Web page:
# Homework Help: Variable friction proof

1. Jun 17, 2009

### introphysics

A warehouse worker is shoving boxes up a rough plank inclined at an angle B above the horizontal. The plank is partially covered with ice, with more ice near the bottom of the plank than near the top, so that the coefficient of friction increases with the distance x along the plank : mu=Ax, where A is a positive constant and the bottom of the plank is at x=0. (For this plank, the coefficients of kinetic and static friction are equal: mu(k)=mu(s)=mu.) The worker shoves the box up the plank so that it leaves the bottom of the plank moving at speed v0. Show that when the box first comes to rest, it will remain at rest if v02>or=(3gsin2B)/(AcosB)

I drew a FBD and started the problem by solving for mgsinB = AxmgcosB. Basically that the friction was perfectly counteracted by that component of weight.
=> Ax=tanB

I don't know where to go from here. I didn't know if I should use kinematics or energy or what?

Last edited: Jun 17, 2009
2. Jun 17, 2009

### cepheid

Staff Emeritus
Hmm, well, I'm not sure your first step makes sense. If the box is moving up the plank, then wouldn't the || component of its weight and the friction force both be pointing in the same direction? So they wouldn't counteract each other. They would both work together as forces opposing the motion.

Edit: I see. You were talking about after the box comes to rest. Okay.

3. Jun 17, 2009

### introphysics

so I tried substituting for x according to the equation v2= v02 + 2a (x-x0). that gives:
v02= -2asinB/(AcosB)

then if I use ma=-mgsinB...

v02= 2gsin2B/AcosB

off by a factor of 3/2?

4. Jun 17, 2009

### cepheid

Staff Emeritus
Here's one method. Although energy is not conserved, you can still keep track of things because you know exactly how much work is done by friction. Because the friction force is not constant, you have to integrate. If you don't know what integration is, and haven't done calculus, well then this could be difficult to understand. Maybe there is some other way of solving it. Here is what I did:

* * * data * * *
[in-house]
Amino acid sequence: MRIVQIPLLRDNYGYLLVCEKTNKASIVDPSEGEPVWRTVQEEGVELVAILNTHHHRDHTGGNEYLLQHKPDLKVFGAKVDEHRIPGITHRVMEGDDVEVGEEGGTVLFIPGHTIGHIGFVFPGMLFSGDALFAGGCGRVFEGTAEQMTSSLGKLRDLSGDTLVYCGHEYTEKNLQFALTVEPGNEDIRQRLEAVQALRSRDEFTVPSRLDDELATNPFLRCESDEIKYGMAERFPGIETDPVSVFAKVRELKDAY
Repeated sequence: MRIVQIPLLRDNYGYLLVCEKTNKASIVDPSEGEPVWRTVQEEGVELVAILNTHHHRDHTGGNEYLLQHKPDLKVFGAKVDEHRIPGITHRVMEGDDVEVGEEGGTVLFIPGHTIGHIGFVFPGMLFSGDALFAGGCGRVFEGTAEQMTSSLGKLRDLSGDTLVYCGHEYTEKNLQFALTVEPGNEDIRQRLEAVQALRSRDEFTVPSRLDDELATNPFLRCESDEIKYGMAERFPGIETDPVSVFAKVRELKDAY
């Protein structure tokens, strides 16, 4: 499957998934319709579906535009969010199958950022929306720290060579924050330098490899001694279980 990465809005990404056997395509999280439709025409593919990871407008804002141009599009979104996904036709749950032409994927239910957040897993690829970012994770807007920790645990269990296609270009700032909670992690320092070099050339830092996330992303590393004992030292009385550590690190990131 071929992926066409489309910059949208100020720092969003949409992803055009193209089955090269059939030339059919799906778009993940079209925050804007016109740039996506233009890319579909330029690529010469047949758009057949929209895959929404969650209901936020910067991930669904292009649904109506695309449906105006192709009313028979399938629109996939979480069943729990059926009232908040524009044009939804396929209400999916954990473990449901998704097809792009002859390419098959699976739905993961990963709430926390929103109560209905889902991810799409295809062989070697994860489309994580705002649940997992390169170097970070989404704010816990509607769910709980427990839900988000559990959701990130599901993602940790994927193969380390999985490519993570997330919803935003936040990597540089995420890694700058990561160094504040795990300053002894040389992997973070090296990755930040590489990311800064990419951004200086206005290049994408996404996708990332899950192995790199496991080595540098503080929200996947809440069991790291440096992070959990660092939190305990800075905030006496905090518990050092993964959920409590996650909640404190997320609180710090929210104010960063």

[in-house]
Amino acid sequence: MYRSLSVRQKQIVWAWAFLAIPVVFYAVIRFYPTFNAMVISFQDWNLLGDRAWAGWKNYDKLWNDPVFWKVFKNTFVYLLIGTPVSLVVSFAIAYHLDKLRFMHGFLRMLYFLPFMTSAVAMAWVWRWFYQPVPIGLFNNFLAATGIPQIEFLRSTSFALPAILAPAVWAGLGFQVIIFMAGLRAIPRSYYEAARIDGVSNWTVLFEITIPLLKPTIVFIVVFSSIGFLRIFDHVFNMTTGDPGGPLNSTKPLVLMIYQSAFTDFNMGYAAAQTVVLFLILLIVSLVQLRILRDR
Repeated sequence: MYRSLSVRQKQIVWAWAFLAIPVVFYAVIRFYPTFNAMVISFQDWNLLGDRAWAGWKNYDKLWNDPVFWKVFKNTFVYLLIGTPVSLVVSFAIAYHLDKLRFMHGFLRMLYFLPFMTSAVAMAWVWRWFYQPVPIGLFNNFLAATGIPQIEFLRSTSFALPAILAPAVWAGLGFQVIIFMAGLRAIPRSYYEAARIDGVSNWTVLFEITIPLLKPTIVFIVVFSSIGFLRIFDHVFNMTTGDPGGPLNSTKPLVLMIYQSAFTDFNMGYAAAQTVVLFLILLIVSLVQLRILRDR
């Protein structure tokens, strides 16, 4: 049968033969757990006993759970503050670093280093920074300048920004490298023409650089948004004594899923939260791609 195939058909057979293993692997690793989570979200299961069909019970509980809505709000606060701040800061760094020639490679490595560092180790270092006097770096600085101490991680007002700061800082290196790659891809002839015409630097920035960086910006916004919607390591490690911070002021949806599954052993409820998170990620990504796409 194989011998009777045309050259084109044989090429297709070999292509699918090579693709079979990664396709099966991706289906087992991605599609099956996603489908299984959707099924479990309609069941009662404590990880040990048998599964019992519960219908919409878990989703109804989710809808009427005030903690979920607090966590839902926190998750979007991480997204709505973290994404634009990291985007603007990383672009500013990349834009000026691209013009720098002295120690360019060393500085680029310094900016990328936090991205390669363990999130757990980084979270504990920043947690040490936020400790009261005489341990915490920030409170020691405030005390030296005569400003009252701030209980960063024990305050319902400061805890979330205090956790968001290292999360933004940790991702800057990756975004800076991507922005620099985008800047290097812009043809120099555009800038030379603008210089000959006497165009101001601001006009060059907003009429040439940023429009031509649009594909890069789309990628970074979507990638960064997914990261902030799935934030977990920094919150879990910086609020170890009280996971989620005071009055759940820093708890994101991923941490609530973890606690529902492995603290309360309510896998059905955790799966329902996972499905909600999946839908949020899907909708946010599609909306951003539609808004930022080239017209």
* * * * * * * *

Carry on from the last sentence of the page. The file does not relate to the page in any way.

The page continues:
We want the height at which the box stops to be ≥ the height at which the box is in static equilibrium. The latter is easy: you have derived it

Height at which box is in static equilibrium: x = tanB / A

Height at which box stops = height at which all of initial kinetic energy is used up. I.e.:

initial kinetic energy = work done by friction + final potential energy

mv02 = ∫F(x)dx + mg xsinB (xsinB is the height of the box)

∫F(x)dx = ∫(AxmgcosB)dx = (A/2)x2mgcosB

Plugging the result of the integral back into the energy equation, we get:

v02 = (A/2)x2gcosB + gxsinB

plugging in x = (tanB)/A , because we want the energy to run out, at least at the height where static equilibrium occurs, so that the block stays there after it stops:

v02 ≥ (A/2)(sinB/AcosB)2gcosB + g(sinB/(cosB)A)sinB

When I simplify, I get

v02 ≥ 3g(sinB)2/2AcosB

That seems to differ from the result you were supposed to show by a factor of 1/2 though...

5. Jun 17, 2009

### cepheid

Staff Emeritus
Sorry. This equation is only valid if the acceleration is constant. The acceleration is not constant, because the force is not constant. That's why I used integration in my previous post.

6. Jun 17, 2009

### introphysics

no that's right, it's just that the kinetic energy is 1/2mv^2

thank you so much this actually makes sense! :D

7. Jun 17, 2009

### cepheid

Staff Emeritus
LOL, yeah, good point!

You're welcome, and I'm glad it does.